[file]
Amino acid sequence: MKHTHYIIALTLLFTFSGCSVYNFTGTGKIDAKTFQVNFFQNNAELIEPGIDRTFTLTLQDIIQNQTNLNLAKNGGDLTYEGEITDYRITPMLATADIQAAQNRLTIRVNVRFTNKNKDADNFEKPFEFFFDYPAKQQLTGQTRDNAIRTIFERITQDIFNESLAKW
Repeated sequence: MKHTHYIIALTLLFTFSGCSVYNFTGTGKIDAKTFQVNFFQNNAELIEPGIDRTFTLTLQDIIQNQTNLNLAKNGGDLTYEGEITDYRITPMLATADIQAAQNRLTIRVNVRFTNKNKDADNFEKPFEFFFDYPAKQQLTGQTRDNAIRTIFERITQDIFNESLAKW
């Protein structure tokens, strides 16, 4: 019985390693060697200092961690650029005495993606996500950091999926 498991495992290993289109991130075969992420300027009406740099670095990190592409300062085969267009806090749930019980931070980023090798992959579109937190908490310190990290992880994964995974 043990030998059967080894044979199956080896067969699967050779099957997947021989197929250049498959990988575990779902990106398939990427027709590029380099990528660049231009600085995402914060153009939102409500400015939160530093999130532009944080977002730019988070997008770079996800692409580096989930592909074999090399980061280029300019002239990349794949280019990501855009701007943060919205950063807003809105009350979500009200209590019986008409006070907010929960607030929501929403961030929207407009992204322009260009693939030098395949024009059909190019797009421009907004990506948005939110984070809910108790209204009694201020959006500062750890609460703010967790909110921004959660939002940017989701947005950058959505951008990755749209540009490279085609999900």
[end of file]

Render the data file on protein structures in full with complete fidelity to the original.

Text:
Amino acid sequence: MKHTHYIIALTLLFTFSGCSVYNFTGTGKIDAKTFQVNFFQNNAELIEPGIDRTFTLTLQDIIQNQTNLNLAKNGGDLTYEGEITDYRITPMLATADIQAAQNRLTIRVNVRFTNKNKDADNFEKPFEFFFDYPAKQQLTGQTRDNAIRTIFERITQDIFNESLAKW
Repeated sequence: MKHTHYIIALTLLFTFSGCSVYNFTGTGKIDAKTFQVNFFQNNAELIEPGIDRTFTLTLQDIIQNQTNLNLAKNGGDLTYEGEITDYRITPMLATADIQAAQNRLTIRVNVRFTNKNKDADNFEKPFEFFFDYPAKQQLTGQTRDNAIRTIFERITQDIFNESLAKW
């Protein structure tokens, strides 16, 4: 019985390693060697200092961690650029005495993606996500950091999926 498991495992290993289109991130075969992420300027009406740099670095990190592409300062085969267009806090749930019980931070980023090798992959579109937190908490310190990290992880994964995974 043990030998059967080894044979199956080896067969699967050779099957997947021989197929250049498959990988575990779902990106398939990427027709590029380099990528660049231009600085995402914060153009939102409500400015939160530093999130532009944080977002730019988070997008770079996800692409580096989930592909074999090399980061280029300019002239990349794949280019990501855009701007943060919205950063807003809105009350979500009200209590019986008409006070907010929960607030929501929403961030929207407009992204322009260009693939030098395949024009059909190019797009421009907004990506948005939110984070809910108790209204009694201020959006500062750890609460703010967790909110921004959660939002940017989701947005950058959505951008990755749209540009490279085609999900």